McClintock set his coffee down and leaned forward in the chair. “Raimon de Pereille,” he explained, “was the lord of Montségur!”

“Montségur?” Kline asked, not yet remembering this part of the long, complex story.

For the past several months McClintock had been pursuing what he suspected to be the facts behind an old myth. It was a story so unlikely that Professor Kline doubted any of it could be true. Whenever McClintock would discover some tidbit of information about the story he would call Kline and tell him what he’d learned. But now Kline’s skepticism was being seriously challenged by the evidence he was holding in his own hands.

“Montségur was a huge castle,” McClintock explained. “The last refuge for the Cathars back in the Middle Ages during the so-called Holy Inquisition. They were being hunted down and slaughtered like animals.”

“Oh, right. Yes,” Kline said. “I remember now.”

McClintock sat back in his chair. “Anyway, like I said, this guy, Jacques, claimed to be related to the Lord of Montségur.”

“And you believe he is?”

McClintock shrugged. “Well, I can’t say for certain but I’m damn sure about one thing.”

“What’s that?”

“He’s the one who gave me what you’re holding in your hands right now.”

Kline looked surprised. “He gave you this? He just handed it over to you? Why? Why would he do that?”

“Well, it wasn’t quite like that. Not exactly, anyway.”

Kline looked concerned. “What do you mean?”

“Well, here’s what happened. I had a conversation with Jacques at a little cafe the previous day. He confided in me that he had what he believed to be the real thing in his possession. He said he’d show it to me if I wanted to come to his home the next day. Well, I wasn’t sure if I believed him or not but I wasn’t going to pass it up, just in case. And then he told me he thought some kind of an agent from the Vatican had been following him around for the past week or so. Well, that struck me as a bit of a stretch and I just sort of brushed it off. I figured maybe Jacques was just getting paranoid. You know, having a little flight of fancy that was maybe getting out of hand.”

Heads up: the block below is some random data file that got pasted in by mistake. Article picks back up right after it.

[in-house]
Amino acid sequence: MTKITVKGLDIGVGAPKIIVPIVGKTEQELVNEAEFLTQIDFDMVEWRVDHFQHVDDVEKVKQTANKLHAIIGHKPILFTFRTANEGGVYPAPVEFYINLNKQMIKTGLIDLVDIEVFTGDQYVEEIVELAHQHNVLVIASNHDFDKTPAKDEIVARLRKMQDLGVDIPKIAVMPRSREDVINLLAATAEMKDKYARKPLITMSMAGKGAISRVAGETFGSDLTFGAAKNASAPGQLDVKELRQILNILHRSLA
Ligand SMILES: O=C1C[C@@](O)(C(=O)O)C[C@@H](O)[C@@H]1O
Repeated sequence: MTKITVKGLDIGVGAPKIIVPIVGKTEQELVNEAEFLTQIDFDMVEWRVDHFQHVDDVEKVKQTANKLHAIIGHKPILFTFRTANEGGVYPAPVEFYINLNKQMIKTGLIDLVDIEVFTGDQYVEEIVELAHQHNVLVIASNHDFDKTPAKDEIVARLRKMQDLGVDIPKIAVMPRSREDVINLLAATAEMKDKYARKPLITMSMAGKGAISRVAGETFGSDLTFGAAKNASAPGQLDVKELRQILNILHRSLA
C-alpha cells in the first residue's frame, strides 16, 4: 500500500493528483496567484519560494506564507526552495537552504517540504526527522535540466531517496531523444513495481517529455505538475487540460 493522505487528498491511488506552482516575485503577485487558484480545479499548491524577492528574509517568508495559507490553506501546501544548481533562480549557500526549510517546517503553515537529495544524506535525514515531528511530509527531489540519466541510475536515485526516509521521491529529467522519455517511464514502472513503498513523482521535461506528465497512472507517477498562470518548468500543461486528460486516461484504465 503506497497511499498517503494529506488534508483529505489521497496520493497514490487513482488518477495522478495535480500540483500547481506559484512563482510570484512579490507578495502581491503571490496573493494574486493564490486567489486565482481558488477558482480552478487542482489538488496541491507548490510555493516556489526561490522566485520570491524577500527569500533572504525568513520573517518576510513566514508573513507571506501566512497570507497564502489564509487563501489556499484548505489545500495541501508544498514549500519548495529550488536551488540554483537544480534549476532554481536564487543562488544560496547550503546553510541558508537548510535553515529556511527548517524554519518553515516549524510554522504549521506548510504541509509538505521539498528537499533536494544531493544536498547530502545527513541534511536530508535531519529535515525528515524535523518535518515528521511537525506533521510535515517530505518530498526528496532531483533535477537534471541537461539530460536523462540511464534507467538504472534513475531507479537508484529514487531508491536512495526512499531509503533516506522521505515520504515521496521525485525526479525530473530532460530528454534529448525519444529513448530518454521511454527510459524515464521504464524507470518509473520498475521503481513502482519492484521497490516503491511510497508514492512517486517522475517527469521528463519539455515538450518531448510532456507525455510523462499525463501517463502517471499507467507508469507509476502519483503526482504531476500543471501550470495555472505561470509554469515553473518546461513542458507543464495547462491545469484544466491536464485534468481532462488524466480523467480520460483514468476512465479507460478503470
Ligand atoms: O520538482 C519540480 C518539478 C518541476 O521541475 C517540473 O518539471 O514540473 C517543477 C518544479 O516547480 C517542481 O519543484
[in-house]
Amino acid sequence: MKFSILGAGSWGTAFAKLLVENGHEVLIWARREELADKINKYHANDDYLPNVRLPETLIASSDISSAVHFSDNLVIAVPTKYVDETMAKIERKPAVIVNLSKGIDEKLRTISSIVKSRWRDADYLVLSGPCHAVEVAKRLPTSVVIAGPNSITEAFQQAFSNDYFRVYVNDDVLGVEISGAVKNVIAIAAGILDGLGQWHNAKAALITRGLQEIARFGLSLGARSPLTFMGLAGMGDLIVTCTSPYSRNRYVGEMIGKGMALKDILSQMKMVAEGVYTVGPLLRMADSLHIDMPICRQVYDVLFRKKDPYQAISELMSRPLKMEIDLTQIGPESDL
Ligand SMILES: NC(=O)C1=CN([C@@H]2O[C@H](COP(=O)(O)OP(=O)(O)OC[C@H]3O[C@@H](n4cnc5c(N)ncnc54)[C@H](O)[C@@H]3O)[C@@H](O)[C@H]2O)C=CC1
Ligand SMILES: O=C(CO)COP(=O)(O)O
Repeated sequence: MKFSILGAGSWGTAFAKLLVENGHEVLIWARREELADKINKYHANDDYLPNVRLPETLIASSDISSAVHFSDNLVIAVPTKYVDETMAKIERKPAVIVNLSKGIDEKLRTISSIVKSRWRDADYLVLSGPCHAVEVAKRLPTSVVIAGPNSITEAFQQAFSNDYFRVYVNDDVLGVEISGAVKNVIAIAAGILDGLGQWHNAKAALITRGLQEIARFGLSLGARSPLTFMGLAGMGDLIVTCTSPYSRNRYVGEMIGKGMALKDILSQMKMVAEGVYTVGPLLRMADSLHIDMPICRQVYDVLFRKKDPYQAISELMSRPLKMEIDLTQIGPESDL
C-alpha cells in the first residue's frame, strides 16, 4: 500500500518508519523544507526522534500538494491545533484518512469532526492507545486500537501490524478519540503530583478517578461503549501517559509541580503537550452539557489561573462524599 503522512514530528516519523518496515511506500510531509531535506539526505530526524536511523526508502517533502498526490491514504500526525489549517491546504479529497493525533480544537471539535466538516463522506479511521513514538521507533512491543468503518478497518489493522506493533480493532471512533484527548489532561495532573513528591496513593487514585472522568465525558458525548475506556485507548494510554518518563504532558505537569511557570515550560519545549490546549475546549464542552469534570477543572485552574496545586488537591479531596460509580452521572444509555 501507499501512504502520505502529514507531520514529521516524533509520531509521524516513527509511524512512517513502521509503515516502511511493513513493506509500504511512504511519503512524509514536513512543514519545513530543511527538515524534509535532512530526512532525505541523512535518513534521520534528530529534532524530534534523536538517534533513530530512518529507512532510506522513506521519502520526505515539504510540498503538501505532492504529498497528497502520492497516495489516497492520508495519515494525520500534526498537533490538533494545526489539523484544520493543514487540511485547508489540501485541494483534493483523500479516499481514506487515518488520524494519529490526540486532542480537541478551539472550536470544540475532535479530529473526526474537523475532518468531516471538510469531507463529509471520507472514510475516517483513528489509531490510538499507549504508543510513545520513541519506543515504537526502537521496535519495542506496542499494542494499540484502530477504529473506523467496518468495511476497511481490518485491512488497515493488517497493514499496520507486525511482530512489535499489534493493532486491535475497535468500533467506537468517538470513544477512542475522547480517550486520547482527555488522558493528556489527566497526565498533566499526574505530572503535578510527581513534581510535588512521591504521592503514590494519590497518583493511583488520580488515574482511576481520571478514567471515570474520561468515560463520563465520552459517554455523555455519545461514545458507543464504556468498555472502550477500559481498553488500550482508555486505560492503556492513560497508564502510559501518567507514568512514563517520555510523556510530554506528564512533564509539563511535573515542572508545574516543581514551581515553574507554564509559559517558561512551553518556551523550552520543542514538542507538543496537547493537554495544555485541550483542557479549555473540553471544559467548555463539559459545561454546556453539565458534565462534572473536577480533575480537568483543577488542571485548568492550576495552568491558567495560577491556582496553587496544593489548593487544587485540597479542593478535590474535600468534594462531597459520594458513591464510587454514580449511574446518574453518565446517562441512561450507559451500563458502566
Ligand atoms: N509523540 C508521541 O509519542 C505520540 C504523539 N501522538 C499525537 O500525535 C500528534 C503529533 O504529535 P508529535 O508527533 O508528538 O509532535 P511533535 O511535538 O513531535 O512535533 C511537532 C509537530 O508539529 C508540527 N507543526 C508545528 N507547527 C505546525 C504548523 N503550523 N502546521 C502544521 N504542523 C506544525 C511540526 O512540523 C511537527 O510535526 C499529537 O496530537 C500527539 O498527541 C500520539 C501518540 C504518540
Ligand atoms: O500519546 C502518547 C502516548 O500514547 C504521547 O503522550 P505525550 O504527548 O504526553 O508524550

“The Vatican!” Kline scoffed. “Does seem a bit extreme.”

“Exactly my reaction. It was just a little too extreme. Like I said, I just brushed it off at the time. But when I got to his home the next day I found the door wide open and the place had obviously been ransacked. Furniture turned over, drawers pulled out, stuff all over the place. A real mess. I called out for Jacques but there was no answer.”

“My god. So what’d you do?”

“The first thing that went through my mind was what he’d told me about someone following him around. I figured if that was true - I mean if that’s what this was all about - then they were probably looking for that parchment. Fortunately Jacques told me where he’d hidden it.”

“I’m amazed he would tell anyone something like that,” Kline said. “Why would he do that?”